In the mid-18th century, ruled under the Gurkha King Prithvi Narayan Shah, the Nepalese empire conquered Kathmandu Valley, occupied swathes of northern India and advanced into Tibet. After the Anglo-Nepalese War in 1815-16, stability within the royal family began to waver and after the bloody Kot Massacre, the reign of the Rana dynasty – accused by critics as autocratic - began under Jung Bahadur Rana .
Ganesh studied under the watchful eye of his father and took over Dirga’s palace position when he retired at 71. In 1951, after the end of the Rana rule and as the country opened its doors to the world, development organisations flooded in. Ganesh snared the role of USAID’s chief photographer and took the first aerial shots of Kathmandu Valley in 1955.
Although the complex caste systems of Nepal are beginning to be eroded, Kiran said much of it was still intact.
“In our Newar culture, we have traditional jobs which are related to our caste. In simplest terms, Chitrakar is “one who paints or draws” but in fact it is anything related to images or colours. I don’t know how many there are, but it is safe to say that most Chitrakars in the modern era have begun to engage in many other professions. Regardless, by tradition all Chitrakars learn to draw... and annually at the Dasai festival (and other festivals and at all the Newari temples in Kathmandu) we must each be responsible for all the religious painting. So even a Chitrakar who may be a businessman will at least once a year be required to paint. In that sense it is still a very distinct caste and the traditional arts are still taught to the next generation.”
While he declared that through his television career he “had been present for every significant historical event in the country,” and his grandfather and father had been afforded “unparalleled access to the ongoing changes of their time”, Kiran remained tight-lipped when asked how abolition of the monarchy in 2006 and Nepal’s transition to a republic affected his family.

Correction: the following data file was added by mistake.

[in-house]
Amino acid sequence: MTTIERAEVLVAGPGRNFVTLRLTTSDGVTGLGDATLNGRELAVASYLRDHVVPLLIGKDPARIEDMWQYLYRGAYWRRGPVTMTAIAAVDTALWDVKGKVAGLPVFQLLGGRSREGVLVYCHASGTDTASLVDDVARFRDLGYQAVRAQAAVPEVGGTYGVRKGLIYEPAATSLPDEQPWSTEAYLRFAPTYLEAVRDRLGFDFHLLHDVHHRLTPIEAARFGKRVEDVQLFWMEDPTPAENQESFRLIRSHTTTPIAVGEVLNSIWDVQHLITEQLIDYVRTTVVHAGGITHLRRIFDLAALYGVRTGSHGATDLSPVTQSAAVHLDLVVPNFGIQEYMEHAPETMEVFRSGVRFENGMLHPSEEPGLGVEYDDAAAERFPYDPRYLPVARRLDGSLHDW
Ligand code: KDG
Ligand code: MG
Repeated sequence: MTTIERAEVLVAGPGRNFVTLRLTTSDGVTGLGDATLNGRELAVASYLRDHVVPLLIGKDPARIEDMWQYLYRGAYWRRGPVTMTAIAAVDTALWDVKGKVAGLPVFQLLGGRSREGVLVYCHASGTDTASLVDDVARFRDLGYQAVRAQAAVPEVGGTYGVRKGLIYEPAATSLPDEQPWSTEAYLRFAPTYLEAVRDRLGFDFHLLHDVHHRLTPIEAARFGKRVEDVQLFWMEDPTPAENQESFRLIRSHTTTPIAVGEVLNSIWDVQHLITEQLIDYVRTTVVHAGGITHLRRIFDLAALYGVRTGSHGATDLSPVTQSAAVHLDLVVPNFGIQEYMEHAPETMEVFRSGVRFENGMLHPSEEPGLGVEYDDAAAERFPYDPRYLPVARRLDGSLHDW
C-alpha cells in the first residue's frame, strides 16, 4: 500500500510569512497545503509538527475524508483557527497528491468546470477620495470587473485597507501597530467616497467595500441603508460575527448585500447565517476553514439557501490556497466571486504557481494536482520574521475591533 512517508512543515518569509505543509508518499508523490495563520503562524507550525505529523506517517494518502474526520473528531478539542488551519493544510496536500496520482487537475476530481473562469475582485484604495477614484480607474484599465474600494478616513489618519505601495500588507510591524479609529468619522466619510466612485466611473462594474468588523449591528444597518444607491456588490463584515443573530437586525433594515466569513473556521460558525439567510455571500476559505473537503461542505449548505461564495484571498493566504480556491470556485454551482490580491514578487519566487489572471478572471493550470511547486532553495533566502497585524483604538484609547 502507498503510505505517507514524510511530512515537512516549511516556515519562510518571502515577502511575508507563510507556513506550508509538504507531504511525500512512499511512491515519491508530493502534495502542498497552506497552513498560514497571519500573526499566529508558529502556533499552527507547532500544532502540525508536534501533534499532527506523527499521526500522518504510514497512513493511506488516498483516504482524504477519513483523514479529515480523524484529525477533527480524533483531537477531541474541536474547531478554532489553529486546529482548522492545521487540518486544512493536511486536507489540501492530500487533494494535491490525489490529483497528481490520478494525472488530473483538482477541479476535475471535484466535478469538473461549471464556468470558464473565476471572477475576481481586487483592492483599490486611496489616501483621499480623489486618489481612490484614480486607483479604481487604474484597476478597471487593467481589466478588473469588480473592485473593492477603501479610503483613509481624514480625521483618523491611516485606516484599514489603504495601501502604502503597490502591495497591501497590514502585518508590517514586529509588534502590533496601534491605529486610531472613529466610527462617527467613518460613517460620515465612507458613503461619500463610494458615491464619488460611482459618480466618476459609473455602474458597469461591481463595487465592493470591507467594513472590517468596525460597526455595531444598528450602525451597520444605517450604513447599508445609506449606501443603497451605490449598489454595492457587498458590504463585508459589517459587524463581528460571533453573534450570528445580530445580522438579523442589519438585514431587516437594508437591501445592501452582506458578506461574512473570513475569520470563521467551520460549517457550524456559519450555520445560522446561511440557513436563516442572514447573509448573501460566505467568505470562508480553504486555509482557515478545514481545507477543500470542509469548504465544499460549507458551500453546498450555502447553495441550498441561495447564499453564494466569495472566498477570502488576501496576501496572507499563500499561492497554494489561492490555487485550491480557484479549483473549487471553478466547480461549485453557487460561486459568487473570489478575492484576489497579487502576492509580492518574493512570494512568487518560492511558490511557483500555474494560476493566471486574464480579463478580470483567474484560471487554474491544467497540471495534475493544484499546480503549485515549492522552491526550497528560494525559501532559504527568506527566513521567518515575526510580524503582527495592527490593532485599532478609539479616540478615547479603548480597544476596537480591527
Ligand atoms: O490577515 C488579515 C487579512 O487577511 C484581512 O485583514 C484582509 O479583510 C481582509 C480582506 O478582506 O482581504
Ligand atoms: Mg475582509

Kiran is in the process of digitising the glass slides – although weak copyright laws plagued him, he said. When asked whether Nepal’s history of isolation had stunted the growth of art, he argued it had rather fostered and preserved traditional techniques that contemporary art could sprout from.
“It wasn’t the inhibition one might think. In fact the mastery is the key, and now we see a strong emergence of innovative techniques in everything from animation, painting, fashion, and of course photography as well. If anything it may be the loss of traditional arts that are at risk.”
Kiran has aspirations for his children to carry on the family legacy: his daughter has just finished a degree in anthropology and is writing a thesis on photography in Nepal while his son, studying computer science, is helping him digitise the collection.
For him, the Kathmandu Valley, sprinkled with beautiful, ancient towns, temples and UNESCO world heritage sites, remains a constant source of inspiration. “It’s the beauty of Nepal. It’s people, traditions and culture. Some of this is changing so quickly – and this is interesting to document amidst all the change... this isn’t just a family history but an archive on the history of Nepal.”
The Chikratar Collection: Historical images from Nepal spanning over 120 years, Meta House, #37 Sothearos Boulevard, Sunday, 6pm.